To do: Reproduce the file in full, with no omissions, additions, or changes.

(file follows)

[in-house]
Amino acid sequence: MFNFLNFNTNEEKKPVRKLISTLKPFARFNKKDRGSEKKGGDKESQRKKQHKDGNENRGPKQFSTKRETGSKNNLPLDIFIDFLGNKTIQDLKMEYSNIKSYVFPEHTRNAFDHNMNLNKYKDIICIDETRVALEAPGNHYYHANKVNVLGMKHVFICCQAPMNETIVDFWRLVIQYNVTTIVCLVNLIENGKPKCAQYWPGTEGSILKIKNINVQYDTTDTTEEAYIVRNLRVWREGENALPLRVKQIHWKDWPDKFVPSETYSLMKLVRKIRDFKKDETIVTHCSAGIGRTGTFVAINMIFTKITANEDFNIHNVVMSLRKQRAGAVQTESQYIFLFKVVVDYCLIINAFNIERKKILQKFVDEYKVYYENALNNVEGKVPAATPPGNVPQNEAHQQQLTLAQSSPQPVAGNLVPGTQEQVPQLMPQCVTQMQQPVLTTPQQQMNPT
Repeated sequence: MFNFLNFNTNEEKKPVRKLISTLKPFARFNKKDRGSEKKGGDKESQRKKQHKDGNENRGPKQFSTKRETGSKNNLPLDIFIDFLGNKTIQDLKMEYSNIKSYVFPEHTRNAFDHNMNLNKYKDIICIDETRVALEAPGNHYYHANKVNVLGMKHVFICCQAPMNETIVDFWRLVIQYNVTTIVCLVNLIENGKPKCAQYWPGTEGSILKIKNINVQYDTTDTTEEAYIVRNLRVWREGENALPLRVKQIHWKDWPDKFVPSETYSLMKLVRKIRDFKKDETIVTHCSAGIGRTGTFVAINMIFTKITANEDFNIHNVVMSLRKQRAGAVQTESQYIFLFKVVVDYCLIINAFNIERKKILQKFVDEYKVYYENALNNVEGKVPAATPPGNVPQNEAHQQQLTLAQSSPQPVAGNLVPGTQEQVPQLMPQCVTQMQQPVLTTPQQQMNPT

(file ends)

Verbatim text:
[in-house]
Amino acid sequence: MFNFLNFNTNEEKKPVRKLISTLKPFARFNKKDRGSEKKGGDKESQRKKQHKDGNENRGPKQFSTKRETGSKNNLPLDIFIDFLGNKTIQDLKMEYSNIKSYVFPEHTRNAFDHNMNLNKYKDIICIDETRVALEAPGNHYYHANKVNVLGMKHVFICCQAPMNETIVDFWRLVIQYNVTTIVCLVNLIENGKPKCAQYWPGTEGSILKIKNINVQYDTTDTTEEAYIVRNLRVWREGENALPLRVKQIHWKDWPDKFVPSETYSLMKLVRKIRDFKKDETIVTHCSAGIGRTGTFVAINMIFTKITANEDFNIHNVVMSLRKQRAGAVQTESQYIFLFKVVVDYCLIINAFNIERKKILQKFVDEYKVYYENALNNVEGKVPAATPPGNVPQNEAHQQQLTLAQSSPQPVAGNLVPGTQEQVPQLMPQCVTQMQQPVLTTPQQQMNPT
Repeated sequence: MFNFLNFNTNEEKKPVRKLISTLKPFARFNKKDRGSEKKGGDKESQRKKQHKDGNENRGPKQFSTKRETGSKNNLPLDIFIDFLGNKTIQDLKMEYSNIKSYVFPEHTRNAFDHNMNLNKYKDIICIDETRVALEAPGNHYYHANKVNVLGMKHVFICCQAPMNETIVDFWRLVIQYNVTTIVCLVNLIENGKPKCAQYWPGTEGSILKIKNINVQYDTTDTTEEAYIVRNLRVWREGENALPLRVKQIHWKDWPDKFVPSETYSLMKLVRKIRDFKKDETIVTHCSAGIGRTGTFVAINMIFTKITANEDFNIHNVVMSLRKQRAGAVQTESQYIFLFKVVVDYCLIINAFNIERKKILQKFVDEYKVYYENALNNVEGKVPAATPPGNVPQNEAHQQQLTLAQSSPQPVAGNLVPGTQEQVPQLMPQCVTQMQQPVLTTPQQQMNPT